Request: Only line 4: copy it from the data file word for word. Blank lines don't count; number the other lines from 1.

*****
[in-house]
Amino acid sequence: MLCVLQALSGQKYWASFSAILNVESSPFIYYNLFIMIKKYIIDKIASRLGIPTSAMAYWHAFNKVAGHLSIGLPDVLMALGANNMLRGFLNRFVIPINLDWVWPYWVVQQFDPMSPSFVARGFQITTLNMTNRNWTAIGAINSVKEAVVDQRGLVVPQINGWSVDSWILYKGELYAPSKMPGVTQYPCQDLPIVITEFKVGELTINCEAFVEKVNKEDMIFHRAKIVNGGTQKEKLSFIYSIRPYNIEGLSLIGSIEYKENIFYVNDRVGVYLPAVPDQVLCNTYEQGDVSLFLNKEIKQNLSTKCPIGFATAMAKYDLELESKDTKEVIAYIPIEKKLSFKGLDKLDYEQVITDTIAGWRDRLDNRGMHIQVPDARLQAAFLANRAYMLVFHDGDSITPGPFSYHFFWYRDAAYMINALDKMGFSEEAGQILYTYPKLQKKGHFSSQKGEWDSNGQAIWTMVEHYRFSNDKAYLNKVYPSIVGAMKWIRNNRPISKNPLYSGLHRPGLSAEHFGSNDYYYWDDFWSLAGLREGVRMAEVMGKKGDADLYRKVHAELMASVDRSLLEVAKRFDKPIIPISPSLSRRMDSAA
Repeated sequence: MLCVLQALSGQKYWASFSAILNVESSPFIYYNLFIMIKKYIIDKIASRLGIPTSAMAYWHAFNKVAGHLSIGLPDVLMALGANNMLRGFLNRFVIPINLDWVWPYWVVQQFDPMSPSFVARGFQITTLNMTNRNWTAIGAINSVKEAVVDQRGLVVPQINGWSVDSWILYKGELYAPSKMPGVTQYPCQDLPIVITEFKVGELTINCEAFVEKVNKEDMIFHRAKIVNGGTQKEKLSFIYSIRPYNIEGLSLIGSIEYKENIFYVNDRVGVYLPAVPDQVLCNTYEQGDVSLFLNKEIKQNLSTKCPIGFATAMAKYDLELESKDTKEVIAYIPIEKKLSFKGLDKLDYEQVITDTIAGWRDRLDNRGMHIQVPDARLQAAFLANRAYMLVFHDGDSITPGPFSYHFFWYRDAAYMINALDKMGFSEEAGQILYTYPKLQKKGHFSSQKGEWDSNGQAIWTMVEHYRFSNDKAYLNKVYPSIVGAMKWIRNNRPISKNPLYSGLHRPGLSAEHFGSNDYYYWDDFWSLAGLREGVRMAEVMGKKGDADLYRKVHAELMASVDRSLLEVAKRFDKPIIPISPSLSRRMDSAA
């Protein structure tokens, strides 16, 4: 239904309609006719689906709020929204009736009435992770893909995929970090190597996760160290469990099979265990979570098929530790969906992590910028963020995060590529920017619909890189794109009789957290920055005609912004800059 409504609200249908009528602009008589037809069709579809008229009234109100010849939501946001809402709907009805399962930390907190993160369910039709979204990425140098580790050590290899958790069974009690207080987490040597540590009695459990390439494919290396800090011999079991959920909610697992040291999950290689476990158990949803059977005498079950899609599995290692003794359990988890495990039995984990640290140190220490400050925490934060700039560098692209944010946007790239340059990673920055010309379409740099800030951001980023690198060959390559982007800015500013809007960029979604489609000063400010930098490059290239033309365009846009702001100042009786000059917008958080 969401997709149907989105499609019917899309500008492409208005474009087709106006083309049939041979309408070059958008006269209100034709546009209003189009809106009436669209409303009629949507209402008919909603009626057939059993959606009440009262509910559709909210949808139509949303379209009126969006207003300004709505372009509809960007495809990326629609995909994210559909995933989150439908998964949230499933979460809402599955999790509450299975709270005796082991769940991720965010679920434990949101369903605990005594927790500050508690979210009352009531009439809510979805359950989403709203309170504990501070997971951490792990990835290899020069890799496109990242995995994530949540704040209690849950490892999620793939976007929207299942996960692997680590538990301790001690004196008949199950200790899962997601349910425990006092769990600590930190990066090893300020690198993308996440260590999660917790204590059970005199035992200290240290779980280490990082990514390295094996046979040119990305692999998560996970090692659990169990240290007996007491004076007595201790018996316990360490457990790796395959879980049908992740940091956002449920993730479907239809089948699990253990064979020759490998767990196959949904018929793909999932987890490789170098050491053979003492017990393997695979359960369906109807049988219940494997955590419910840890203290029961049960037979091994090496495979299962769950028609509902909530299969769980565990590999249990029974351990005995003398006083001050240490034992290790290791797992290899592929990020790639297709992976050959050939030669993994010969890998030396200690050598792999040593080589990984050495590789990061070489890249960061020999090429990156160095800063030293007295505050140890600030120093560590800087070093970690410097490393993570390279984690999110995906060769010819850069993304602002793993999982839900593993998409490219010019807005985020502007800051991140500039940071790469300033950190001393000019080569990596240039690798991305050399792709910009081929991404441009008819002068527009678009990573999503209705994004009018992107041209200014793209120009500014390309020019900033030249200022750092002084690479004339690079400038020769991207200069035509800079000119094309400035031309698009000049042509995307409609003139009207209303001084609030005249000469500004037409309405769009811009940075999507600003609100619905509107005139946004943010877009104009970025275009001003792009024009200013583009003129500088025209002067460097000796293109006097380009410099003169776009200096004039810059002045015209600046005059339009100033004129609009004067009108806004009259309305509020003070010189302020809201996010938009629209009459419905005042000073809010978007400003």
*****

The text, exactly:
């Protein structure tokens, strides 16, 4: 239904309609006719689906709020929204009736009435992770893909995929970090190597996760160290469990099979265990979570098929530790969906992590910028963020995060590529920017619909890189794109009789957290920055005609912004800059 409504609200249908009528602009008589037809069709579809008229009234109100010849939501946001809402709907009805399962930390907190993160369910039709979204990425140098580790050590290899958790069974009690207080987490040597540590009695459990390439494919290396800090011999079991959920909610697992040291999950290689476990158990949803059977005498079950899609599995290692003794359990988890495990039995984990640290140190220490400050925490934060700039560098692209944010946007790239340059990673920055010309379409740099800030951001980023690198060959390559982007800015500013809007960029979604489609000063400010930098490059290239033309365009846009702001100042009786000059917008958080 969401997709149907989105499609019917899309500008492409208005474009087709106006083309049939041979309408070059958008006269209100034709546009209003189009809106009436669209409303009629949507209402008919909603009626057939059993959606009440009262509910559709909210949808139509949303379209009126969006207003300004709505372009509809960007495809990326629609995909994210559909995933989150439908998964949230499933979460809402599955999790509450299975709270005796082991769940991720965010679920434990949101369903605990005594927790500050508690979210009352009531009439809510979805359950989403709203309170504990501070997971951490792990990835290899020069890799496109990242995995994530949540704040209690849950490892999620793939976007929207299942996960692997680590538990301790001690004196008949199950200790899962997601349910425990006092769990600590930190990066090893300020690198993308996440260590999660917790204590059970005199035992200290240290779980280490990082990514390295094996046979040119990305692999998560996970090692659990169990240290007996007491004076007595201790018996316990360490457990790796395959879980049908992740940091956002449920993730479907239809089948699990253990064979020759490998767990196959949904018929793909999932987890490789170098050491053979003492017990393997695979359960369906109807049988219940494997955590419910840890203290029961049960037979091994090496495979299962769950028609509902909530299969769980565990590999249990029974351990005995003398006083001050240490034992290790290791797992290899592929990020790639297709992976050959050939030669993994010969890998030396200690050598792999040593080589990984050495590789990061070489890249960061020999090429990156160095800063030293007295505050140890600030120093560590800087070093970690410097490393993570390279984690999110995906060769010819850069993304602002793993999982839900593993998409490219010019807005985020502007800051991140500039940071790469300033950190001393000019080569990596240039690798991305050399792709910009081929991404441009008819002068527009678009990573999503209705994004009018992107041209200014793209120009500014390309020019900033030249200022750092002084690479004339690079400038020769991207200069035509800079000119094309400035031309698009000049042509995307409609003139009207209303001084609030005249000469500004037409309405769009811009940075999507600003609100619905509107005139946004943010877009104009970025275009001003792009024009200013583009003129500088025209002067460097000796293109006097380009410099003169776009200096004039810059002045015209600046005059339009100033004129609009004067009108806004009259309305509020003070010189302020809201996010938009629209009459419905005042000073809010978007400003």